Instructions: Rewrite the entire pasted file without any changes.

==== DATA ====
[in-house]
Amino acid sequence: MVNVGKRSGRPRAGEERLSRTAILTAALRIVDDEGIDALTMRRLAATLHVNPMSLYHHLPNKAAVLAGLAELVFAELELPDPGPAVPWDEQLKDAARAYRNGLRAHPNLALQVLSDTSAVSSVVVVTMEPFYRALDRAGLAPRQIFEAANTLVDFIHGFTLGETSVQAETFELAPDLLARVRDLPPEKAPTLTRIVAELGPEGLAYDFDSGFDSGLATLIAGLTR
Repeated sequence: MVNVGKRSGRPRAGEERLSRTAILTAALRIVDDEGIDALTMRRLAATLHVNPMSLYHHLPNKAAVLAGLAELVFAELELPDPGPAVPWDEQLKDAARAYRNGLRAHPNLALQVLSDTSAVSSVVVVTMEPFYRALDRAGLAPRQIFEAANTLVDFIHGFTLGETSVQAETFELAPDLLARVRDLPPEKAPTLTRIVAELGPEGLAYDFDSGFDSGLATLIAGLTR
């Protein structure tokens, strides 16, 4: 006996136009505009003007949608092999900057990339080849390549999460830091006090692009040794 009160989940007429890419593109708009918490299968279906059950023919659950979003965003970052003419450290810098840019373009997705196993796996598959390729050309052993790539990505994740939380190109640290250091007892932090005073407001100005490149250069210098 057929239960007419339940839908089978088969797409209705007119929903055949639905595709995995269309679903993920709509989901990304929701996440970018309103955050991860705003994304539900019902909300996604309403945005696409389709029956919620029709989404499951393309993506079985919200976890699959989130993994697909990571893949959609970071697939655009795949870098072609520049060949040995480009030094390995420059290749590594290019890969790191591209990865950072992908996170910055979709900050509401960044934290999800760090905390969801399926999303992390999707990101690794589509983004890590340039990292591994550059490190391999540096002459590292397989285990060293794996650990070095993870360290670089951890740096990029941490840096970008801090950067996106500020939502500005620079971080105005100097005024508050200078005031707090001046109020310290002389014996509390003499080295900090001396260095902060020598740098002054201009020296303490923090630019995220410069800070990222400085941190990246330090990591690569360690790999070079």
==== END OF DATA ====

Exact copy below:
[in-house]
Amino acid sequence: MVNVGKRSGRPRAGEERLSRTAILTAALRIVDDEGIDALTMRRLAATLHVNPMSLYHHLPNKAAVLAGLAELVFAELELPDPGPAVPWDEQLKDAARAYRNGLRAHPNLALQVLSDTSAVSSVVVVTMEPFYRALDRAGLAPRQIFEAANTLVDFIHGFTLGETSVQAETFELAPDLLARVRDLPPEKAPTLTRIVAELGPEGLAYDFDSGFDSGLATLIAGLTR
Repeated sequence: MVNVGKRSGRPRAGEERLSRTAILTAALRIVDDEGIDALTMRRLAATLHVNPMSLYHHLPNKAAVLAGLAELVFAELELPDPGPAVPWDEQLKDAARAYRNGLRAHPNLALQVLSDTSAVSSVVVVTMEPFYRALDRAGLAPRQIFEAANTLVDFIHGFTLGETSVQAETFELAPDLLARVRDLPPEKAPTLTRIVAELGPEGLAYDFDSGFDSGLATLIAGLTR
């Protein structure tokens, strides 16, 4: 006996136009505009003007949608092999900057990339080849390549999460830091006090692009040794 009160989940007429890419593109708009918490299968279906059950023919659950979003965003970052003419450290810098840019373009997705196993796996598959390729050309052993790539990505994740939380190109640290250091007892932090005073407001100005490149250069210098 057929239960007419339940839908089978088969797409209705007119929903055949639905595709995995269309679903993920709509989901990304929701996440970018309103955050991860705003994304539900019902909300996604309403945005696409389709029956919620029709989404499951393309993506079985919200976890699959989130993994697909990571893949959609970071697939655009795949870098072609520049060949040995480009030094390995420059290749590594290019890969790191591209990865950072992908996170910055979709900050509401960044934290999800760090905390969801399926999303992390999707990101690794589509983004890590340039990292591994550059490190391999540096002459590292397989285990060293794996650990070095993870360290670089951890740096990029941490840096970008801090950067996106500020939502500005620079971080105005100097005024508050200078005031707090001046109020310290002389014996509390003499080295900090001396260095902060020598740098002054201009020296303490923090630019995220410069800070990222400085941190990246330090990591690569360690790999070079």